You can aerate at any time of the year, but keep in mind that it's not a good idea to expose your aerated lawn to cold winter weather without the protection of new growth. Most lawns will be dormant during winter and you won’t see any new growth until spring or summer in some locations, so hold off until the time is right for your lawn. If you’re not sure about local conditions, just touch base with our Coolabah Turf team.
A helpful tip is always try to aerate at the same time you are fertilising or carrying out any other major lawn care practices such as dethatching or top dressing. After rainfall is also a good time, as it will make the perforation process much easier.
For cool season lawns, such as fescue and ryegrass, the same principle applies. With proper care and a lot of water, cool season lawns can grow all year (with the exception of very cold climates) so you can aerate all year round. Again, keep in mind the absolute best times are when you fertilise, dethatch or top dress and also following rain, when soil moisture levels are high.
How Often should I Aerate my Lawn?
Every backyard and lawn is different, and it also depends on who lives at your place. In areas of high foot traffic, pets or even cars parked on the lawn, compaction can become a problem. If this sounds like your place, regular aerating will be important to ensure the ground doesn’t become too hard and it will also help the soil to breathe and the grass to spread. In addition, different soil types require more frequent aeration. Clay soil compacts easily and should be aerated at least once a year. You can aerate a sandy lawn once a year, or once every two years. In harsher climates, aerating twice a year will encourage turf growth and health.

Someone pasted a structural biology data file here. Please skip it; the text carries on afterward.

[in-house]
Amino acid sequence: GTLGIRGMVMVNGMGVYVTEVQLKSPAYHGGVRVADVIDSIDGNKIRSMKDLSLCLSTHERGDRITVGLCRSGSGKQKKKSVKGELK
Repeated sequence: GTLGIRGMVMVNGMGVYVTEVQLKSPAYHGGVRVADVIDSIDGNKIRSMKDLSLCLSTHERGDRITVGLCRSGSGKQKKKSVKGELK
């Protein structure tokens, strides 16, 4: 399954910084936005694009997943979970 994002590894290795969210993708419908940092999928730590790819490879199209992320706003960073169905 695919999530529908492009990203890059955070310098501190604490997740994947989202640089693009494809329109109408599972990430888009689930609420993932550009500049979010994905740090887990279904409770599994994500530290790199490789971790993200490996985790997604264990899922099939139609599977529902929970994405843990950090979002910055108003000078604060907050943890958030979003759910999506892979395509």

What Else can I do for my Lawn After I Aerate?
After aerating, it is a good time to test your pH and take action if required. Your lawn’s pH affects its ability to absorb the minerals and nutrients needed in order to thrive. A pH that’s less than ideal can mean your lawn isn’t absorbing the minerals and nutrients it needs.
Somewhere between 6 and 7 is the ideal pH range for your lawn and if you’re not sure you can purchase a pH testing kit at most nurseries or local hardware stores.
If your pH is not where you need it, you will need to apply soil additives and conditioners to improve your soil type. A few additives and conditioners are listed below. For more advice, get in touch with our team of turf specialists here.
Tips to Improve your Soil Type:
- Lime (calcium carbonate) helps raise pH and neutralise acidic soil.
- Gypsum is calcium sulfate dihydrate and helps break down clay soils.
- Fertiliser – because aerating allows nutrients to better penetrate, straight after aerating is a perfect time to fertilise your lawn as well.
Now that you’re an aerating expert, you’ll realise it’s a lawn care practice that cannot be overlooked. You’ll also be happy to know that there are hidden benefits of aerating for YOU, as well as your lawn. How? A healthy lawn can drop the temperature of your home’s surroundings, saving energy costs during summer. I think we call that a win, win!
Put simply, the importance of aerating to allow air, water and nutrients to get into the soil cannot be overstated and to ensure you have the best looking lawn in the street, it should certainly be on your regular to-do list this season.